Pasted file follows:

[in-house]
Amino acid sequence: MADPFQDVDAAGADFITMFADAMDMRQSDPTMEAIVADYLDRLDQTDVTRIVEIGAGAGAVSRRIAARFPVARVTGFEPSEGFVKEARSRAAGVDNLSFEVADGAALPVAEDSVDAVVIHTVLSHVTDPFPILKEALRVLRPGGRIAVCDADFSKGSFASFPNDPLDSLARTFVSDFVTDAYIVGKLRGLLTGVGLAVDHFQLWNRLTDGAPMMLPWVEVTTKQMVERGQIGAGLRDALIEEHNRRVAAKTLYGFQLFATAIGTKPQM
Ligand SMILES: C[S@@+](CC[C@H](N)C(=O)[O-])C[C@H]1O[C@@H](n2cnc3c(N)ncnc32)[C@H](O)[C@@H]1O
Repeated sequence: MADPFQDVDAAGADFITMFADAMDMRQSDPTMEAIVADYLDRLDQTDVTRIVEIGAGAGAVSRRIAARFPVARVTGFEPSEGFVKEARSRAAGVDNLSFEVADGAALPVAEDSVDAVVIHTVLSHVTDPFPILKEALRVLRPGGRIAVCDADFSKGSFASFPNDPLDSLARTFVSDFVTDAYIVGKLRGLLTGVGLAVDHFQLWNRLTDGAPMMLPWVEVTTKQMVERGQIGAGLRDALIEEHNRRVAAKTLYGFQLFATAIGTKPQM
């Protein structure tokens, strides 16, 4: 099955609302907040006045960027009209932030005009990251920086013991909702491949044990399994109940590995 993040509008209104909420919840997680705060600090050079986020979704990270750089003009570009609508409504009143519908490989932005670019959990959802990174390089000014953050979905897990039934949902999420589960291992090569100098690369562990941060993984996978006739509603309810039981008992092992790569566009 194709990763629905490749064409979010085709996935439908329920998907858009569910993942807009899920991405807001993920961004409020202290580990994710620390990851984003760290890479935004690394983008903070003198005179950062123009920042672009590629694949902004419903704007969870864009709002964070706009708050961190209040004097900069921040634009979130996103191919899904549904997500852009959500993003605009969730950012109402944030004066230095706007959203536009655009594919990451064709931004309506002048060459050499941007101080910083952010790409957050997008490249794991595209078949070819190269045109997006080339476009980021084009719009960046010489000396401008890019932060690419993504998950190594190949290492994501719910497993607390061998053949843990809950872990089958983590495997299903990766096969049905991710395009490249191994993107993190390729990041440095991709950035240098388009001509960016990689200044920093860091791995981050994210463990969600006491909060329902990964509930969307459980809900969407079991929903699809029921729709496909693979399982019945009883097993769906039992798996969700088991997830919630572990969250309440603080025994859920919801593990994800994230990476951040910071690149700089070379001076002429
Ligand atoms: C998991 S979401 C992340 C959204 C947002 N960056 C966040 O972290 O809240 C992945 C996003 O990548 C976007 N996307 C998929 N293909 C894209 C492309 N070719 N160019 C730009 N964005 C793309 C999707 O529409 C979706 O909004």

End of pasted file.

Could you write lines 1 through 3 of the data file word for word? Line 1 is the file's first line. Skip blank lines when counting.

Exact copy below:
[in-house]
Amino acid sequence: MADPFQDVDAAGADFITMFADAMDMRQSDPTMEAIVADYLDRLDQTDVTRIVEIGAGAGAVSRRIAARFPVARVTGFEPSEGFVKEARSRAAGVDNLSFEVADGAALPVAEDSVDAVVIHTVLSHVTDPFPILKEALRVLRPGGRIAVCDADFSKGSFASFPNDPLDSLARTFVSDFVTDAYIVGKLRGLLTGVGLAVDHFQLWNRLTDGAPMMLPWVEVTTKQMVERGQIGAGLRDALIEEHNRRVAAKTLYGFQLFATAIGTKPQM
Ligand SMILES: C[S@@+](CC[C@H](N)C(=O)[O-])C[C@H]1O[C@@H](n2cnc3c(N)ncnc32)[C@H](O)[C@@H]1O